In novel, ‘Small World,’ two adult sisters in Cambridge revisit their troubled childhood

As we head into the winter months, Laura Zigman’s new book, Small World, offers a warming tonic against the snow and gloom.

Zigman, a Newton native and UMass Amherst alum, is the author of five previous novels. These include the 1998 bestseller “Animal Farm” (based on the 2001 film “Someone Like You”), and the 2020 “Separation Anxiety,” which was screened by Julianne Nicholson (“Mare of Easttown “) for a limited television series. . As with his previous works, “Small World” is a mixture of depth and a mixture of heart.

Decades apart, two sisters Joyce and Lydia try to forge a new understanding of their troubled childhood and the sister they lost. Both divorced and alone, Joyce invites Lydia to stay at her Cambridge apartment while Lydia looks for a new home. Joyce, whose voice leads the “Small World”, hopes that they will build a close relationship that they have not had historically; she also knows that her older sister’s personality may still prevent it.

Although set in the present day, Zigman seamlessly weaves in Joyce’s childhood memories, contrasting them with changes in tone. In a great story, the action and conversation move at their own pace. When Joyce narrates things from her family’s life, she does so in a dream like a second person present; the kind of voice you can use when talking to yourself, recalling and reflecting on a memory.

The middle sister, Eleanor, was born with cerebral palsy; he was only ten years old when he died. Joyce and Lydia love Eleanor, but it’s a complicated love, filled with frustration and resentment. In public, the girls were aware of Eleanor’s “yellow teeth, her drool, her voice…the smell…when she needs to be changed”. Most of all, they are angry that Eleanor is the only daughter of their parents, especially their mother.

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Zigman writes insightfully about the painful pull of a family raising a severely disadvantaged child, especially in the 1970s when the options were often home care with little help or under-resourced institutions. .

During Eleanor’s life, their mother Louise became an advocate for the rights of the developmentally disabled, storming into Eleanor’s care and hosting fundraisers and activists. After Eleanor’s death, Louise devoted more energy to the cause, lobbying Congress and meeting with governors and senators.

However, every problem that Joyce or Lydia faced – dyslexia, stuttering – was considered too small to be accepted, never resolved. With compassion, as well as unflinching assessment, Zigman shows what it’s like to grow up in a household that is emotionally skewed and ultimately gripped by grief. Lydia creates an understated character, full of drama; Joyce cultivated an attitude of loyalty, becoming almost invisible.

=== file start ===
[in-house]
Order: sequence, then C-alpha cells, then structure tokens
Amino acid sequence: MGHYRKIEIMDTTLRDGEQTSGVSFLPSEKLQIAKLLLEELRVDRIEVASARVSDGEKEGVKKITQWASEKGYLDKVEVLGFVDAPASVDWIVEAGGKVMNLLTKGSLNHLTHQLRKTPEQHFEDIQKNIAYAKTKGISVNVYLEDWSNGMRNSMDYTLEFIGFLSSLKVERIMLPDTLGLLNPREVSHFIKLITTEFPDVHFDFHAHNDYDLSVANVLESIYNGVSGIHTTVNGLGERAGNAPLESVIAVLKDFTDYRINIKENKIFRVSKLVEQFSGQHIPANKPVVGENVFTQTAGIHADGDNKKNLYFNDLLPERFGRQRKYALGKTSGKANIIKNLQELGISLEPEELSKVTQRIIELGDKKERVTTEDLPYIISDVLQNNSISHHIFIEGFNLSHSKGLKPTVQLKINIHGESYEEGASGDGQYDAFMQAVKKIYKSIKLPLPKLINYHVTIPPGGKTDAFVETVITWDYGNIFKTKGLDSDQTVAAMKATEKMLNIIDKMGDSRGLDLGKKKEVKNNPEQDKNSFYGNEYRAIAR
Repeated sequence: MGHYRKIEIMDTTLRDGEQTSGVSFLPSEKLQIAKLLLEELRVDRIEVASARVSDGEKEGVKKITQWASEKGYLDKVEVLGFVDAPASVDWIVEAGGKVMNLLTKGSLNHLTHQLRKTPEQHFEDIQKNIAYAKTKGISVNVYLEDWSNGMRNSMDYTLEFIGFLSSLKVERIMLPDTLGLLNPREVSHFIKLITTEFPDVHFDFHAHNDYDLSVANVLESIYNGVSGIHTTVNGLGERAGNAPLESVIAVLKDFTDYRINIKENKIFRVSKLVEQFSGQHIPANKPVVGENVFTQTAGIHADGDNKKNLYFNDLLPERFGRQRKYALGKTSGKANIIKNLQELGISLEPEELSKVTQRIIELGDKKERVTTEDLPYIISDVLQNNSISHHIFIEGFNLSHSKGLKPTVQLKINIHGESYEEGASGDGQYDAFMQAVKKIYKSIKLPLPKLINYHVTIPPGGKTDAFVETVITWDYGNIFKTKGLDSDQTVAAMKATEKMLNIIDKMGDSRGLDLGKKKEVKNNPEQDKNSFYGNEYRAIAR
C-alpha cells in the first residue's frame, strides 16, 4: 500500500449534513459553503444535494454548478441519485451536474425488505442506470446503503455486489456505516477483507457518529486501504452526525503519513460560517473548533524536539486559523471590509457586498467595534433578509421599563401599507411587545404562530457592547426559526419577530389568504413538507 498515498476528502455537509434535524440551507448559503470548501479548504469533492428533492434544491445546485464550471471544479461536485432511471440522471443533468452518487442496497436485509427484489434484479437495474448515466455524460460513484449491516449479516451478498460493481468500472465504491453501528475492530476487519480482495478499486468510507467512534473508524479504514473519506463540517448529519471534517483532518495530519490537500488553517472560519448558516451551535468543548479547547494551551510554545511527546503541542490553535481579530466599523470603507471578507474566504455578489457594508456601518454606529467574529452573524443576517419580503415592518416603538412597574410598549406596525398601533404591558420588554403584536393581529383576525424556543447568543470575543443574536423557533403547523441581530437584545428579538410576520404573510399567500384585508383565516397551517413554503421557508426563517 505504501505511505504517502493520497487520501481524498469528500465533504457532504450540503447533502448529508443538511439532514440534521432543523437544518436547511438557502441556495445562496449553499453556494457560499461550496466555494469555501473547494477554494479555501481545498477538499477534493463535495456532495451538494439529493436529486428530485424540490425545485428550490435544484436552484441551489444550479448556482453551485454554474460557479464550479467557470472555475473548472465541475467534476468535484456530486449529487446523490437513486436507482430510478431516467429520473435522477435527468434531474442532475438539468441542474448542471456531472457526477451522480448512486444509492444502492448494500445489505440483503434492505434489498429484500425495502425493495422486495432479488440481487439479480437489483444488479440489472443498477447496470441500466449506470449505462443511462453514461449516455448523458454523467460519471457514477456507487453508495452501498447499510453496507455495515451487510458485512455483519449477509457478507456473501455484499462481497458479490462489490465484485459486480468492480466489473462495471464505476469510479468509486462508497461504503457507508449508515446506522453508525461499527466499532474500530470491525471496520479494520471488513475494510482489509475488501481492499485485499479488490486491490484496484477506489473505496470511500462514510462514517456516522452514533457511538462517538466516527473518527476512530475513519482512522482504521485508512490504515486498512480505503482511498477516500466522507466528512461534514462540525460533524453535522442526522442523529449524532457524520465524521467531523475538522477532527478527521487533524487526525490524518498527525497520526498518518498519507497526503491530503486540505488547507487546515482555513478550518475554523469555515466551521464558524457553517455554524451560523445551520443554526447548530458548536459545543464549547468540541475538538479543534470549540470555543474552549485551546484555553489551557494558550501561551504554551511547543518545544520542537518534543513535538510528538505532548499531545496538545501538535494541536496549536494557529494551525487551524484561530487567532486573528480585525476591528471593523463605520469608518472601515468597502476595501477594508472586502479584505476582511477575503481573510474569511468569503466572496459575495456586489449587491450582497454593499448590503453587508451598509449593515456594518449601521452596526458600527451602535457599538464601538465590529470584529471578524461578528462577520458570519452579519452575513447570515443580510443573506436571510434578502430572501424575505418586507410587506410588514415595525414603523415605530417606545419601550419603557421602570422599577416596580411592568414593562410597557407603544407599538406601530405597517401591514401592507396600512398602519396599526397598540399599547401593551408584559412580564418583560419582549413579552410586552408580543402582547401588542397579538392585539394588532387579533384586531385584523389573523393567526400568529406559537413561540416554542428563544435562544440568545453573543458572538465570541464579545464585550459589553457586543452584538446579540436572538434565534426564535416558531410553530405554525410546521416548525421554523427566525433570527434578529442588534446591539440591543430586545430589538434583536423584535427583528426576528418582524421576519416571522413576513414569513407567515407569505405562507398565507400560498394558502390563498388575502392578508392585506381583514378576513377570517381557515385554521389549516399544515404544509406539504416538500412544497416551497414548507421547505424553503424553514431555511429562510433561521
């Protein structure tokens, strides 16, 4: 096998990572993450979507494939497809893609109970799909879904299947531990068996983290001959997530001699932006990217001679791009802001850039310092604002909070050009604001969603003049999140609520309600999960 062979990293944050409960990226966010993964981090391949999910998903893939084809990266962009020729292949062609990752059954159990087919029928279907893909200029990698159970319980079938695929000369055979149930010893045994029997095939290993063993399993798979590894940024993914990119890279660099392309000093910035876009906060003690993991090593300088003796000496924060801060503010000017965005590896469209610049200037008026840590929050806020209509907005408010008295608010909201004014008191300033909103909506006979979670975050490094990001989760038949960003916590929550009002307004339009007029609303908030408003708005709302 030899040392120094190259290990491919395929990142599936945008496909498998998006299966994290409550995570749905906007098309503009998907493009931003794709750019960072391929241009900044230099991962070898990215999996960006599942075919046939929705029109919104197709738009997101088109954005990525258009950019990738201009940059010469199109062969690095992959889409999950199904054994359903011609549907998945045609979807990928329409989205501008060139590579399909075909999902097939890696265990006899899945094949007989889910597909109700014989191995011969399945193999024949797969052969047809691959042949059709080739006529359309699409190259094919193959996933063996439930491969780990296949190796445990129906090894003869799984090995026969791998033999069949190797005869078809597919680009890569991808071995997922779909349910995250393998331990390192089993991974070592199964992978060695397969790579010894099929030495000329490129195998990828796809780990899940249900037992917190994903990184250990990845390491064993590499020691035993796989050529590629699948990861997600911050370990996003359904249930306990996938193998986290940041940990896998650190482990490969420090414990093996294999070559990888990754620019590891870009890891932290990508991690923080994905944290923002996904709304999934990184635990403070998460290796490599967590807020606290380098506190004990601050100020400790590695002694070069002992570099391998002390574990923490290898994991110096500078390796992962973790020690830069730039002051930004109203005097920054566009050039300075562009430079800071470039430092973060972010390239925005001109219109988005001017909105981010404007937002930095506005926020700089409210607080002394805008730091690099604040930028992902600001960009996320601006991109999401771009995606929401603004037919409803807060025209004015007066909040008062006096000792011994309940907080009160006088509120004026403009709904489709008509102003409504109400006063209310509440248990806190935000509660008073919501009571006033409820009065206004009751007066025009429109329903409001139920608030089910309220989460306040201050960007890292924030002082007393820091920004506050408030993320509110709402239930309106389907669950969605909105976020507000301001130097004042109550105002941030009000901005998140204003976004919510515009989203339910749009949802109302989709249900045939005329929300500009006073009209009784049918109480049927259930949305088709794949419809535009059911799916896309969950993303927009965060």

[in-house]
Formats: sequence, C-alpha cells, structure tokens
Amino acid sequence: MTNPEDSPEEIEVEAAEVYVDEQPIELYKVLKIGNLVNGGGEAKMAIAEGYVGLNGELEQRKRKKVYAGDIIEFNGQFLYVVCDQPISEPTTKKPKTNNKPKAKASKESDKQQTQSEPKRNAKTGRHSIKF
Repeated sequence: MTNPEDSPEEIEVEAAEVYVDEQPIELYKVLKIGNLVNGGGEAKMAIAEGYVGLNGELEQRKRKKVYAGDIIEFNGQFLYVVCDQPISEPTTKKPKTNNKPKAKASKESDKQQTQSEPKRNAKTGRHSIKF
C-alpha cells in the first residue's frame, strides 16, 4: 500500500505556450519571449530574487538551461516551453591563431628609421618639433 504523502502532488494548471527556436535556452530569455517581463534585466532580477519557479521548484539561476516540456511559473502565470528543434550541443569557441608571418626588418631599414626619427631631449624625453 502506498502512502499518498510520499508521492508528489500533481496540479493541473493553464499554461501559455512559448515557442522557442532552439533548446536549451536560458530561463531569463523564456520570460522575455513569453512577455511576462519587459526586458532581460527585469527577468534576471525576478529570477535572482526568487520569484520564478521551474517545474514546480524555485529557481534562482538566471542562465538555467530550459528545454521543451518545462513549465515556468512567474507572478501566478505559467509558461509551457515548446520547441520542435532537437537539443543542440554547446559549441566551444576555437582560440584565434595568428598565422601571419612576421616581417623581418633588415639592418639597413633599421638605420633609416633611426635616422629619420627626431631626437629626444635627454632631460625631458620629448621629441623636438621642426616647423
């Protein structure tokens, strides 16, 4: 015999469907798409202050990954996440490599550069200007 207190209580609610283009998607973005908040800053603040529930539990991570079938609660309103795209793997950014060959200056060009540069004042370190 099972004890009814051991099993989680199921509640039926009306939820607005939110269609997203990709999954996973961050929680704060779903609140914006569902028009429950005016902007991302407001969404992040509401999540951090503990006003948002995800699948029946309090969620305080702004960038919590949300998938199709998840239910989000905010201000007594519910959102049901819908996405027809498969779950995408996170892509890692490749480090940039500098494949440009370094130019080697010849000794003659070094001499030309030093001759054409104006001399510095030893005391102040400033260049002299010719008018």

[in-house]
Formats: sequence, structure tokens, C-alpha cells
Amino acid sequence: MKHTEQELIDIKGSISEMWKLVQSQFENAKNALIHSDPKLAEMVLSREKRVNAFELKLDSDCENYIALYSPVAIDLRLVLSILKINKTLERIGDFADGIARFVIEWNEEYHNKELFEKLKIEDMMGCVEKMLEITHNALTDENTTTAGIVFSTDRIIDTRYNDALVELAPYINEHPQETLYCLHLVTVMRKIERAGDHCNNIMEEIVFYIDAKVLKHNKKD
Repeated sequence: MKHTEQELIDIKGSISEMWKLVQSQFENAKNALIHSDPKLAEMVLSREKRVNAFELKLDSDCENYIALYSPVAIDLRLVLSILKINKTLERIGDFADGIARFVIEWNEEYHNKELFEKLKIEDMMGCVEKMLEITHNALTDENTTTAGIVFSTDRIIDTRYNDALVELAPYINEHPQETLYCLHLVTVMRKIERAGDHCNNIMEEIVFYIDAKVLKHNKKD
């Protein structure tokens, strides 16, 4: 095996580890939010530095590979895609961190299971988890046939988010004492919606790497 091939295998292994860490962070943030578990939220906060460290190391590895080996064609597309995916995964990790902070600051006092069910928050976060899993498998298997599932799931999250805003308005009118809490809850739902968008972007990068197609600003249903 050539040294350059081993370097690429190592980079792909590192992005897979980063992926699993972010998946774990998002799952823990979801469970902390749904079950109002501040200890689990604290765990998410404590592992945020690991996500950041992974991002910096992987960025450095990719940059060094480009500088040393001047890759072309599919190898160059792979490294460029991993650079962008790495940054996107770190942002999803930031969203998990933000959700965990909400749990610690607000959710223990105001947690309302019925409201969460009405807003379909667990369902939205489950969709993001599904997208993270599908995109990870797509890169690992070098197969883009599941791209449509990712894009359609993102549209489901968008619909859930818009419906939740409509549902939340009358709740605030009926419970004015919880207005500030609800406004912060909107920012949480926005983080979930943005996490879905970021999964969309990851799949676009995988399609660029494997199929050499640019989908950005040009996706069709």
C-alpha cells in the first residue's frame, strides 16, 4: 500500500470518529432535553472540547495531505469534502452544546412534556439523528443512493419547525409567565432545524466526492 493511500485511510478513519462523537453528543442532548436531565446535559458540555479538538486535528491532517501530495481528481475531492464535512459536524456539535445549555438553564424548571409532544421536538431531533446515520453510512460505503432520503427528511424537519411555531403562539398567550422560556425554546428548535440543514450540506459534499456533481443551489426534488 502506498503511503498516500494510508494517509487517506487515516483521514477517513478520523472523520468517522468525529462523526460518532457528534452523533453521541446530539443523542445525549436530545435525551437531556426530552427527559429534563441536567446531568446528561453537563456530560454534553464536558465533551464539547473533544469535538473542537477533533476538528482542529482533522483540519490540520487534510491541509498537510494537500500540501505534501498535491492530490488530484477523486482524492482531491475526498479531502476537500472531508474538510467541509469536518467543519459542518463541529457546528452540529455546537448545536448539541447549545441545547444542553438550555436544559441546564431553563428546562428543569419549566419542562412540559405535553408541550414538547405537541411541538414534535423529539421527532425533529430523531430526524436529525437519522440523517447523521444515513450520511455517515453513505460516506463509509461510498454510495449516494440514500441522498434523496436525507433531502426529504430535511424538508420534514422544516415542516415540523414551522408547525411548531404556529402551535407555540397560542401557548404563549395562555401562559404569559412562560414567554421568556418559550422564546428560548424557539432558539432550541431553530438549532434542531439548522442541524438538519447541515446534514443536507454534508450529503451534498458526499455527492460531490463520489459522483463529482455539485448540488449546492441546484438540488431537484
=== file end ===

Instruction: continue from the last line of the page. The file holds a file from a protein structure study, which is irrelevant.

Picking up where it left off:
Joyce sits just off Harvard Square, and the inclusion of local businesses like Cardullo’s, the Harvard Book Store and Grendel’s Den make the story a good Cambridge-centric one, as the image of Zigman frequently portrays Joyce’s neighbors and concerns. Few writers do a better Cambridge launch than Zigman; not only does he know the cultural scene well enough to satirize it in a humorous way, but he does it in a way that shows that even the locals who roll their eyes at local concerns (such as what makes Halloween acceptable) will not live anywhere else. The humor here is less sustained than in “Separation Anxiety,” but no less.

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The title of the book has many meanings. Name of website around exchange of goods, services and information. Joyce likes the way Small World solves small problems; he keeps a journal of poems he makes from his text, “a form of silent meditation.” The poem is basically a rewritten message with a poetic line, but his choice elevates each question or complaint into something more, revealing a hidden desire, joy or self-righteous anger beneath the words. The poems are scattered throughout the book, offering a grace note to the story.

“Small World” may also refer to Joyce’s world, which is now expanded with Lydia as a companion, and may be replaced by the new couple who have moved into the house above her. They run noisy, and possibly illegal, hotels in their homes. The domestic conflict that ensues provides a humorous contrast to Joyce and Lydia’s relationship at times. Joyce doesn’t understand why Lydia gets so upset when Joyce brings something from her family; Lydia thinks Joyce is obsessed with the past.

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Lydia was not wrong. Joyce would admit, to himself, that he was stuck in a device of melancholy. Not by chance, but for work, Joyce is an archivist in a company that converts family photos into digital video, a job that allows him to minimize the interest in other families – the ceremonies colorful birthdays and holidays and graduations full of loving relatives – and consider “how their fates fit together… or not.”

As the weeks and months of daily life go by, the sisters working together begin to blur their boundaries. A chance but believable encounter with old family friends sheds a surprising light on the past, which may allow the sisters to see each other in a better light and understand each other better.

The short and powerful epigraph of the book is “I came to see the ruins”. – line from “Diving into the Wreck” by Adrienne Rich. It takes courage—like Joyce and Lydia bravely searching for their own history to choose to enter an old ship that has been buried deep for years—which might apply to another line in Rich’s poem: “the thing I came from:/ not the story of destruction/ the thing itself, not the myth.”


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